Mexico Shows Domestic Violence Survivors How to Move Forward

Patricia went from violence victim to empowered businesswoman.
There are currently 25 Women’s Justice Centers in 17 Mexican states where women receive legal assistance, psychological counseling and job training.
Gabriela Capo
Counseling and job training enable women to leave the past behind
“I am so thankful to the [Women’s Justice Center] and feel fortunate to be part of their efforts because it’s empowered me to leave the violence of the past and build a new life.”

June 2016—Patricia* arrived at the Women’s Justice Center in Torreon, located in Mexico’s state of Coahuila, in March 2015. She had fled a situation where her partner had become violent toward her and her family. The center helped Patricia with her divorce, and found her legal counsel and a support group. At the same time, she attended vocational education classes in jewelry making and baking.

There are currently 25 such centers in 17 Mexican states where women like Patricia receive legal assistance and victim support. The services help victims heal, provide a safe space, and include psychological counseling and job training. The centers work to both improve access to justice for victims of gender-based violence and raise awareness of violence toward women and girls. By integrating the efforts of government crime enforcement agencies and civil service organizations, the centers provide a holistic and coordinated governmental approach to gender-based violence.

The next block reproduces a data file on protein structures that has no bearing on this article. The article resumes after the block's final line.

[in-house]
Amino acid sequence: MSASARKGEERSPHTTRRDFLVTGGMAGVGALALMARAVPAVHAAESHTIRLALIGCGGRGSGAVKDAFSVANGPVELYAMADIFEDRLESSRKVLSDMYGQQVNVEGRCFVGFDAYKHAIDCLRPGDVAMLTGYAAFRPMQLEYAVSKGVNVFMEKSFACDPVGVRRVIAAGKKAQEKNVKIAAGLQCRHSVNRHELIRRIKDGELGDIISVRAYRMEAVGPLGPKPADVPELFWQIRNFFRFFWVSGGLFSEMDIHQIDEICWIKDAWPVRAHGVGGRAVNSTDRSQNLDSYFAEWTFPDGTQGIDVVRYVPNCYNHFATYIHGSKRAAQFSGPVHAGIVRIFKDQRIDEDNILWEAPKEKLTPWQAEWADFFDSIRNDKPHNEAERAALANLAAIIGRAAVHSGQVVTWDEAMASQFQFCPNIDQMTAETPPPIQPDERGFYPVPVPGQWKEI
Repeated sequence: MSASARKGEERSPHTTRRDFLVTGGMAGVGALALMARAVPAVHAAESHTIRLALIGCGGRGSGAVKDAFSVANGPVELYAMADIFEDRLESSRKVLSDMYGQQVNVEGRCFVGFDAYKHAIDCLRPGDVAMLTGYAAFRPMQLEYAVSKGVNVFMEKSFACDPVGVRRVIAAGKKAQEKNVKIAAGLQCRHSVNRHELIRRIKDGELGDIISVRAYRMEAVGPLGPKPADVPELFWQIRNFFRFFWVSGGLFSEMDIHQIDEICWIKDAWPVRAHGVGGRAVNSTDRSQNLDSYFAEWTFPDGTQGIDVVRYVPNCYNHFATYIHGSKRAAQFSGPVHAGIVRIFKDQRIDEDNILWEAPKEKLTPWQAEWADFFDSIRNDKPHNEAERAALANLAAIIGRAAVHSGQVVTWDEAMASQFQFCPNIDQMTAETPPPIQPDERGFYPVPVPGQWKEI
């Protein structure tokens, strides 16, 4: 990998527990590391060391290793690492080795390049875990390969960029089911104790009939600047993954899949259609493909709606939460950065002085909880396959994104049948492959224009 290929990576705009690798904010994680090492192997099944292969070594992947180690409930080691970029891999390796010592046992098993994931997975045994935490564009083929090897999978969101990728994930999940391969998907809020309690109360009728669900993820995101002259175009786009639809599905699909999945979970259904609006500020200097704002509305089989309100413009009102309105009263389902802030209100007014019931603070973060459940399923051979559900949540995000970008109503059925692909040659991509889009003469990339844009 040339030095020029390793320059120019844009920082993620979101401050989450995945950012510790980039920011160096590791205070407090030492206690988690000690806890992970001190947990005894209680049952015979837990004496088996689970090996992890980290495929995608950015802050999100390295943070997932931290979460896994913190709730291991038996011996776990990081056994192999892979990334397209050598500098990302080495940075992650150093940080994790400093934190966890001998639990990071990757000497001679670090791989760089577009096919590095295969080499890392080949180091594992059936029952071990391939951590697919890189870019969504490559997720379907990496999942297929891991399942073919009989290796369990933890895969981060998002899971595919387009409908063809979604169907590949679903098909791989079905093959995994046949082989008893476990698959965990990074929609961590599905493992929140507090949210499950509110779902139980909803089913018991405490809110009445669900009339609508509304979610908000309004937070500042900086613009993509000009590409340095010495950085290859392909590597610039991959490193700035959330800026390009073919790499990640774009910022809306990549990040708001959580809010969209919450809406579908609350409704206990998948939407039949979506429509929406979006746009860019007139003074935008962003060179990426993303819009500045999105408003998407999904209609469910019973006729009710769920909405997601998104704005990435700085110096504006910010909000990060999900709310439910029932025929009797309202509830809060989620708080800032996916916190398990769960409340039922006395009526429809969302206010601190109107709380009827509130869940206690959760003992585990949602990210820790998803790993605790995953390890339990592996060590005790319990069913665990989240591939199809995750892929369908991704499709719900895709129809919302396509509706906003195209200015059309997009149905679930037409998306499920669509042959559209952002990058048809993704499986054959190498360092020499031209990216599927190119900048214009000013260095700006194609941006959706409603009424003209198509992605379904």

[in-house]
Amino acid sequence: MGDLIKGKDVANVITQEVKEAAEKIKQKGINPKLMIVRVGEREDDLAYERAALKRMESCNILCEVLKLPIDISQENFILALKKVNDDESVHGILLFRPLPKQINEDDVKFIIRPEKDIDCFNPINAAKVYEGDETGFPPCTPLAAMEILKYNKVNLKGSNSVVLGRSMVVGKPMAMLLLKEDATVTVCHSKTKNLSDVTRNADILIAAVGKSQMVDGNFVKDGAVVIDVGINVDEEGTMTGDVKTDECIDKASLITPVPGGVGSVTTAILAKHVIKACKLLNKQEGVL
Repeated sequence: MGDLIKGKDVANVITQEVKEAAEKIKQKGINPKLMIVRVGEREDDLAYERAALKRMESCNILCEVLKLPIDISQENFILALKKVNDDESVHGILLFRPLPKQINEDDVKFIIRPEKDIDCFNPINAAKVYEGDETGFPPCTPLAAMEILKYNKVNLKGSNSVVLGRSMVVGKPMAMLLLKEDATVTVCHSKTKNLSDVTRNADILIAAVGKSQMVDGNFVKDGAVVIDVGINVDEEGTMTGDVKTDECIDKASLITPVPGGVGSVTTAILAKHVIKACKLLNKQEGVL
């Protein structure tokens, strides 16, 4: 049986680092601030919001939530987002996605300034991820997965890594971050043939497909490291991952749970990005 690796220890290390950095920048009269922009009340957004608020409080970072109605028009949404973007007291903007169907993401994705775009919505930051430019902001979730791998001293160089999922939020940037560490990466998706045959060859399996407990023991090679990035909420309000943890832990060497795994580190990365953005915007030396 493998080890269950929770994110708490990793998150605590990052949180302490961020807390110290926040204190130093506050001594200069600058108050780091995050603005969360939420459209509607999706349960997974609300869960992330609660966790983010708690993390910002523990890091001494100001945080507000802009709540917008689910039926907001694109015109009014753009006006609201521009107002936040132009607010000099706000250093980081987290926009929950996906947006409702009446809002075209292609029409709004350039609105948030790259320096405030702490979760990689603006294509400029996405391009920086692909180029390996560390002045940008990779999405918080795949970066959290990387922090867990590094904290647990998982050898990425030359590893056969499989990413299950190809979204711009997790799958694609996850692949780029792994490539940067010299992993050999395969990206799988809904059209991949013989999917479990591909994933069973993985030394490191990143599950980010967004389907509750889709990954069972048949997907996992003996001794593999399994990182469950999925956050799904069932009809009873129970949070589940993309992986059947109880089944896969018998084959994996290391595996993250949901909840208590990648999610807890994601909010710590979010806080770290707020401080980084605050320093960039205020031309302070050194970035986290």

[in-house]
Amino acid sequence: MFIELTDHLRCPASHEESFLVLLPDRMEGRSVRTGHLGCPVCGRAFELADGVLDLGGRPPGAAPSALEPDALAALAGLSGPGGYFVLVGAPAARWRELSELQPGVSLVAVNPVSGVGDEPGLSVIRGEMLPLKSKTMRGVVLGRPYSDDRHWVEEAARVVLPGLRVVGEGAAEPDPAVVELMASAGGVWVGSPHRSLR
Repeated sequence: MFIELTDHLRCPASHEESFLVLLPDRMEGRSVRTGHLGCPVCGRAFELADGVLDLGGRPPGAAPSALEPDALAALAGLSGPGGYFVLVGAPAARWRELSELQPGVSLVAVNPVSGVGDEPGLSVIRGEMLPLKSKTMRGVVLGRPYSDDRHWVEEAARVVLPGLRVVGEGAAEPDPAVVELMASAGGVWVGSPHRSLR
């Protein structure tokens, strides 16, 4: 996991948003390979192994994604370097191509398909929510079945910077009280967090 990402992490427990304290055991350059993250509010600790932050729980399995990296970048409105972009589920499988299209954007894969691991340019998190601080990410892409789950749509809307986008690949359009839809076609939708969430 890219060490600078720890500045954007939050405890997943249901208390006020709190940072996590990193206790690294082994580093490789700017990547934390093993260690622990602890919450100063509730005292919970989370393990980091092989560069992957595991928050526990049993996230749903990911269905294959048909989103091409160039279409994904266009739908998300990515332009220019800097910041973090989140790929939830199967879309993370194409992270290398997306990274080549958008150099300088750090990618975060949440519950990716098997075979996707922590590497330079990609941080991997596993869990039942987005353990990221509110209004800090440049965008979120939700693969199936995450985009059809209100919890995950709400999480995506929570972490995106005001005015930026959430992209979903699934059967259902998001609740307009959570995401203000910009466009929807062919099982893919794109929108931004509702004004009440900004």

USAID’s Promoting Justice program, in coordination with the Government of Mexico’s National Commission to Prevent and Eradicate Violence Against Women, provides technical assistance to strengthen the ability of the centers to provide sustained public support. 

During its first year, the project helped to strengthen Women’s Justice Centers by developing strategic plans, organizational structure, and a monitoring and evaluation system. The project also produced two diploma courses on assisting victims of domestic violence under the new criminal justice system in the states of Campeche and Coahuila.

Today, Patricia is well on her way to establishing her own business thanks to the vocational training she received as part of the program.

“I am so thankful to the WJC [Women’s Justice Center] and feel fortunate to be part of their efforts because it empowered me to leave the violence of the past and build a new life.”

USAID’s five-year Promoting Justice program, which launched in January 2015, is designed to to provide support at the federal and state level to meet the deadline of the constitutional reform of 2016. The program assists selected states to pass the "point of no return" in reforming their criminal justice systems to help the U.S. and Mexican Governments to mitigate conflicts, reduce impunity, and promote a more transparent and efficient justice system.

*Full name withheld to protect privacy.

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Last updated: June 17, 2016

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